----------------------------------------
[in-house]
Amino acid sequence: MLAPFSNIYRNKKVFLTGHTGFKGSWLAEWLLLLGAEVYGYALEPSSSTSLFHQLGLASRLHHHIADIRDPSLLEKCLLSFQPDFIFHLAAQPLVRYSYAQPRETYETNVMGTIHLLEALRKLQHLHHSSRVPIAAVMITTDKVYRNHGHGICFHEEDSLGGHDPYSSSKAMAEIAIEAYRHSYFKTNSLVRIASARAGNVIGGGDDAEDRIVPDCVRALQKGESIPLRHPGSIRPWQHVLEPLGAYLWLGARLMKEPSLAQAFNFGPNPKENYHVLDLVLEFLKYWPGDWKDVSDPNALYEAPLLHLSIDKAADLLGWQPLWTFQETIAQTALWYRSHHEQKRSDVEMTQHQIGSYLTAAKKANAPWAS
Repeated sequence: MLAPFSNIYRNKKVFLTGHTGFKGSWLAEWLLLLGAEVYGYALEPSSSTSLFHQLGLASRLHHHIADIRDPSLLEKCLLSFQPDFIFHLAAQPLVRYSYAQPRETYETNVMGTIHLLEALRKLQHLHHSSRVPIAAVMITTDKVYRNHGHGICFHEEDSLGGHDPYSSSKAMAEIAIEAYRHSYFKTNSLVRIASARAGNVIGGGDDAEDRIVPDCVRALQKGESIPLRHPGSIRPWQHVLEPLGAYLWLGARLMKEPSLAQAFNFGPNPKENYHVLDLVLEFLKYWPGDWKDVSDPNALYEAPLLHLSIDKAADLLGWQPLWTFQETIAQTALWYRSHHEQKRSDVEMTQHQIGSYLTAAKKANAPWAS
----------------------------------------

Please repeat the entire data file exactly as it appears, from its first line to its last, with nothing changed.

[in-house]
Amino acid sequence: MLAPFSNIYRNKKVFLTGHTGFKGSWLAEWLLLLGAEVYGYALEPSSSTSLFHQLGLASRLHHHIADIRDPSLLEKCLLSFQPDFIFHLAAQPLVRYSYAQPRETYETNVMGTIHLLEALRKLQHLHHSSRVPIAAVMITTDKVYRNHGHGICFHEEDSLGGHDPYSSSKAMAEIAIEAYRHSYFKTNSLVRIASARAGNVIGGGDDAEDRIVPDCVRALQKGESIPLRHPGSIRPWQHVLEPLGAYLWLGARLMKEPSLAQAFNFGPNPKENYHVLDLVLEFLKYWPGDWKDVSDPNALYEAPLLHLSIDKAADLLGWQPLWTFQETIAQTALWYRSHHEQKRSDVEMTQHQIGSYLTAAKKANAPWAS
Repeated sequence: MLAPFSNIYRNKKVFLTGHTGFKGSWLAEWLLLLGAEVYGYALEPSSSTSLFHQLGLASRLHHHIADIRDPSLLEKCLLSFQPDFIFHLAAQPLVRYSYAQPRETYETNVMGTIHLLEALRKLQHLHHSSRVPIAAVMITTDKVYRNHGHGICFHEEDSLGGHDPYSSSKAMAEIAIEAYRHSYFKTNSLVRIASARAGNVIGGGDDAEDRIVPDCVRALQKGESIPLRHPGSIRPWQHVLEPLGAYLWLGARLMKEPSLAQAFNFGPNPKENYHVLDLVLEFLKYWPGDWKDVSDPNALYEAPLLHLSIDKAADLLGWQPLWTFQETIAQTALWYRSHHEQKRSDVEMTQHQIGSYLTAAKKANAPWAS